The link between hypothyroidism and migraines

Most people experience headaches at some point in their lives, but chronic headaches and more severe headaches, known as migraines, may be linked to underlying conditions like hypothyroidism. Living with migraines can be especially draining for those who have hypothyroidism due to the other symptoms that are characteristic of thyroid issues. 

Studies indicate that there is a fairly strong link between those with histories of migraines and hypothyroidism. According to the International Headache Society, around 30% of people with hypothyroidism have a history of headaches. However, the link between these two conditions isn’t entirely clear. Headaches could either be a symptom of an underactive thyroid, or they may indicate that someone has a higher risk for developing thyroid issues.

It’s possible that the lifestyle factors that result from hypothyroidism could also contribute to headache symptoms. Those with thyroid issues may experience fatigue, stress or sleep issues that exacerbate or trigger migraines.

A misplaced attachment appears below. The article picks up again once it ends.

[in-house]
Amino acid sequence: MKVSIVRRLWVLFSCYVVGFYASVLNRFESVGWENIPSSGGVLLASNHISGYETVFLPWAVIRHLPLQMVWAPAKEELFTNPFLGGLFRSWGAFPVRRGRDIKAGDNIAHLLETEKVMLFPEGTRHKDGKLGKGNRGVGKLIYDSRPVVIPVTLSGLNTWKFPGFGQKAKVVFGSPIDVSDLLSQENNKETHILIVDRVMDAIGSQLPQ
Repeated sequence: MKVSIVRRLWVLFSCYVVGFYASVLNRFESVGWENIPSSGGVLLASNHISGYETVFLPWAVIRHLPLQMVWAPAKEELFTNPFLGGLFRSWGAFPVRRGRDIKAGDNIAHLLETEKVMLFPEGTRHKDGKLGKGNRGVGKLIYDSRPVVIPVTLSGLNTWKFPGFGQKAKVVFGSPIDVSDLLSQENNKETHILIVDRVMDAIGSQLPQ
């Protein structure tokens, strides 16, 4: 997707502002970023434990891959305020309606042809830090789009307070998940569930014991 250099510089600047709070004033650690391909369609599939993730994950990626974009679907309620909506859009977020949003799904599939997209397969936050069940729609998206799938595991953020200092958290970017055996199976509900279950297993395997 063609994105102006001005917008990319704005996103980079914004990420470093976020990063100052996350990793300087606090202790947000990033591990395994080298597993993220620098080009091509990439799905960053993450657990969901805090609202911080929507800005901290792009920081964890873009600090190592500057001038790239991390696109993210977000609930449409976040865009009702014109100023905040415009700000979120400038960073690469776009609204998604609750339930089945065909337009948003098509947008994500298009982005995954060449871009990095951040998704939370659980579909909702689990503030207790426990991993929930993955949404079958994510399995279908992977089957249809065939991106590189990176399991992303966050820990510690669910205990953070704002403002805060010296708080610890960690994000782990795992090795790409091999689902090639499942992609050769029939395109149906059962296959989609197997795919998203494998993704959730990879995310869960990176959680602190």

Those with hypothyroidism may be able to manage their headache symptoms with thyroid hormone replacement therapy medications as prescribed by a health care professional. These medications may be able to help alleviate migraine symptoms along with the other symptoms that come with hypothyroidism.

However, it’s also worth noting that headaches can sometimes be a side effect of medications like levothyroxine. Those with moderate or severe thyroid issues may have to take higher doses of this medication, which can trigger headaches. It’s important to report any side effects of your medication to your health care professional so they can adjust your medication and dosage to fit your specific health profile. 

It's important to note that not everyone with hypothyroidism will experience headaches, and the severity and frequency of headaches can vary from person to person. However, recognizing the potential connection between hypothyroidism and headaches can help you and your health care professional develop the best possible treatment plan for your needs.

Factors that may contribute to headaches

It’s important to remember that headaches can have numerous causes, and while hypothyroidism may be a contributing factor, this may not always be the case. Additionally, those with hypothyroidism may be able to reduce headache symptoms by mitigating the other factors that contribute to headaches. Keep these factors in mind if you’re experiencing headaches: